“I was surprised, but to a certain extent just because there was already an existing ownership stake there, it’s a pretty natural next step from that perspective,” Lunde told RMD in an interview. “I think that’s a vote of confidence. They’ve obviously had a significant ownership stake for a while and have been pleased with it enough to put more money to work there, and take additional ownership. So, I think that it’s a really positive thing.”

In terms of how this deal could affect issues specific to the reverse mortgage industry, one of the potential effects this could have is on the reputational area. Reverse mortgage lenders, brokers and other participants often prioritize education of the public about the product type, and any time that a mainstream company says anything regarding reverse mortgages it has the potential to have an impact on that conversation.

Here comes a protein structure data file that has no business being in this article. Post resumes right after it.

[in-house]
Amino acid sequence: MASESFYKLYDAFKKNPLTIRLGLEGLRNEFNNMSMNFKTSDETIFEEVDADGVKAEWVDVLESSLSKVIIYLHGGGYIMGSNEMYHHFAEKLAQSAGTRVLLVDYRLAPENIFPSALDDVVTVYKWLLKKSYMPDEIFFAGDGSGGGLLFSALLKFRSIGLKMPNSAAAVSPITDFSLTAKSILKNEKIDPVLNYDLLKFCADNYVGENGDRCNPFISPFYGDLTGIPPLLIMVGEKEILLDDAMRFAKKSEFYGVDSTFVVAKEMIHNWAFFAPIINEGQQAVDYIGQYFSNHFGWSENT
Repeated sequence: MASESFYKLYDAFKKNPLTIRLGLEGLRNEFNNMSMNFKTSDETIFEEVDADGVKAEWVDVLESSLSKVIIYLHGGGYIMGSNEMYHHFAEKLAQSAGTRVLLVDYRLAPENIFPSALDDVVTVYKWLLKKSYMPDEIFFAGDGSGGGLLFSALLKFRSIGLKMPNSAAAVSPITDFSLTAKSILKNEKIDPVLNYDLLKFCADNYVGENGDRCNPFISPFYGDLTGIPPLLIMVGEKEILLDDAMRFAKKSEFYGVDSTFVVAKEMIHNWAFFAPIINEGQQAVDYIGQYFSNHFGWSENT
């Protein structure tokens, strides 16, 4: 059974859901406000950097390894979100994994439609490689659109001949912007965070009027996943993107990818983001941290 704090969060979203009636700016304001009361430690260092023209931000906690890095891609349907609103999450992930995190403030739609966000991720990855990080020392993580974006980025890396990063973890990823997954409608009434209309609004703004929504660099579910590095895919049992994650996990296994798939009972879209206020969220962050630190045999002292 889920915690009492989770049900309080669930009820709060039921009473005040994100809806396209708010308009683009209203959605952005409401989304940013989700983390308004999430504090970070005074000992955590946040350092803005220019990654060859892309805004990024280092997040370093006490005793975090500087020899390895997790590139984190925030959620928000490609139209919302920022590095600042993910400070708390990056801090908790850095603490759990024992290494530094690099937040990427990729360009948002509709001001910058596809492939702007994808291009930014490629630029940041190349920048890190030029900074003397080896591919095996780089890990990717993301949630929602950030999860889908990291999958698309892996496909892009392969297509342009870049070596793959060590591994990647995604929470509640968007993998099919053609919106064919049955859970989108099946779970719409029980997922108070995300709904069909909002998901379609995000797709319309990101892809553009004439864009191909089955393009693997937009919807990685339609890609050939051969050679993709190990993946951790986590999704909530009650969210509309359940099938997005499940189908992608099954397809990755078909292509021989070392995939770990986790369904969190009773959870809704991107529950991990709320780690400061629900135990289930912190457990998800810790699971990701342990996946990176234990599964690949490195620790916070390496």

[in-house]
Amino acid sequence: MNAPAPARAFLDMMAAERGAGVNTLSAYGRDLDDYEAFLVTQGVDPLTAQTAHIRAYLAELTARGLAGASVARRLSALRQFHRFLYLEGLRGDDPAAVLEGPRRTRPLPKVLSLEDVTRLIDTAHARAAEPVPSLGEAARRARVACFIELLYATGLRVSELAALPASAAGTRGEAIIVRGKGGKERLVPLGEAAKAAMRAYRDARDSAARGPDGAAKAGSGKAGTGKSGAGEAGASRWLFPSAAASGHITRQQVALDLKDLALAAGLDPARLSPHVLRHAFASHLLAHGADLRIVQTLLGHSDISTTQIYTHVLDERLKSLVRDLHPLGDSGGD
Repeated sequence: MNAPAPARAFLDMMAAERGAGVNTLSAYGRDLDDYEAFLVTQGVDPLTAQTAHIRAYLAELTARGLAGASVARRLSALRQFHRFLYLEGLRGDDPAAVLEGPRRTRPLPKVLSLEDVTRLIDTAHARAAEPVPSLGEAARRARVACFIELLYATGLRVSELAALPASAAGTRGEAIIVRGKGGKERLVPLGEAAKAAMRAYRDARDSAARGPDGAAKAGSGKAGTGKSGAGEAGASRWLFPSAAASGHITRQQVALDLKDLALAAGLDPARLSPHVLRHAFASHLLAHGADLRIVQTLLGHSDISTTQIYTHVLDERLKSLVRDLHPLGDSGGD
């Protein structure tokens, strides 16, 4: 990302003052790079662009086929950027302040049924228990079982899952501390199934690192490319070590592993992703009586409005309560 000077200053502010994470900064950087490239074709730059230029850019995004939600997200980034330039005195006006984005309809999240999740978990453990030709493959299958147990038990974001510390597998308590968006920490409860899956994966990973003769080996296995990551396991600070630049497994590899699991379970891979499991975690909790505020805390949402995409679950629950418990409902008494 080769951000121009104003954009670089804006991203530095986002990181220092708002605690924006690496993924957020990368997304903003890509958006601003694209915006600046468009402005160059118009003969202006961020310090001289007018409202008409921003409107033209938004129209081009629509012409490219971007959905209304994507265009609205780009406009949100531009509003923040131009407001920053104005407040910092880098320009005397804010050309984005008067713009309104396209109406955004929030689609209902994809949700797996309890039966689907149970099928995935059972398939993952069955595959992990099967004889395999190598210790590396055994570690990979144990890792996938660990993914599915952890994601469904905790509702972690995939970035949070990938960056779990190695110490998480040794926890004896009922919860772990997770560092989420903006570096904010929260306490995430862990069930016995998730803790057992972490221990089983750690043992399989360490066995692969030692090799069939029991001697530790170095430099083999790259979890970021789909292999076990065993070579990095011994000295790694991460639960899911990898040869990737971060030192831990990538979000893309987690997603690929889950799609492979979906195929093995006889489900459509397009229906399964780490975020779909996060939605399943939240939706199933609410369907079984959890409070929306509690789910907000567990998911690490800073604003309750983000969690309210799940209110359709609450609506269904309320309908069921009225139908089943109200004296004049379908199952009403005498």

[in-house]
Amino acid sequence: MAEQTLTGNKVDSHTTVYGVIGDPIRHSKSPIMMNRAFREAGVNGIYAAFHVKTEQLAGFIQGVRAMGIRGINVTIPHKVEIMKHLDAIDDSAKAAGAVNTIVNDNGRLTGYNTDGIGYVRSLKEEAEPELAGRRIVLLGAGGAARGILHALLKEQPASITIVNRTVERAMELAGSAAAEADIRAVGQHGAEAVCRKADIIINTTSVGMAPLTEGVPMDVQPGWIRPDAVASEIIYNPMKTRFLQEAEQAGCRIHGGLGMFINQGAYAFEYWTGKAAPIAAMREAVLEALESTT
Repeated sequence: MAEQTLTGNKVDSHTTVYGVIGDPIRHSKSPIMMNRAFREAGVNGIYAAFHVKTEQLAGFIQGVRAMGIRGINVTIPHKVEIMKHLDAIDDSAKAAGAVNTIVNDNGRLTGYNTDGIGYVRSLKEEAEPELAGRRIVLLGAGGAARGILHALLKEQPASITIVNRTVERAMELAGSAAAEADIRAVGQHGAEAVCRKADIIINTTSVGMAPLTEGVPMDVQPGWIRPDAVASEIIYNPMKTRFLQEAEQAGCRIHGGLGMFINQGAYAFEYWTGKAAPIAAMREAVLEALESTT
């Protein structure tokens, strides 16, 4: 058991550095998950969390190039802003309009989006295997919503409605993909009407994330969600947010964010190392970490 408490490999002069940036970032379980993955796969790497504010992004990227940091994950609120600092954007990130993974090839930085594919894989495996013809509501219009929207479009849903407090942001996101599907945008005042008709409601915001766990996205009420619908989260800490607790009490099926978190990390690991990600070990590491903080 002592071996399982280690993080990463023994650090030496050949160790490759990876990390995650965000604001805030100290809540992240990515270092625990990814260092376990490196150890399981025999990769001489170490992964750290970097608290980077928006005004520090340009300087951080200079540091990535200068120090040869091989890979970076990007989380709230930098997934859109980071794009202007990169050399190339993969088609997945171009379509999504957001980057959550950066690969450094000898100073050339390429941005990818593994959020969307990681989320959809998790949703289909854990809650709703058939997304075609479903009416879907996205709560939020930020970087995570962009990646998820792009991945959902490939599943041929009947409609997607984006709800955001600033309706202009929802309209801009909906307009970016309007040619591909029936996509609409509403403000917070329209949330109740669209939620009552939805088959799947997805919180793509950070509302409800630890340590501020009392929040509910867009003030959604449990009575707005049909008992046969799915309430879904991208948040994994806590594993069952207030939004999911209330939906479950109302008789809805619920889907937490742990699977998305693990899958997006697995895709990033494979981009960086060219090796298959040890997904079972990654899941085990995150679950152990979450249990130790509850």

In terms of the reputational equation for this deal, Lunde bisects it into two sub-issues: reputation among consumers, and reputation among investors.

“On the consumer side, and I don’t know that this deal really changes anything from that perspective only because I don’t know that Ellington is a really well-known brand name,” Lunde says. “I think they’re more of a financial institution on the back-end and in financing, and are active behind the scenes a little bit more as opposed to a direct, public-facing consumer brand.”

However, precisely because of that, there is potential for this move to be seen as an act of legitimizing the reverse mortgage business in the minds of investors, he says.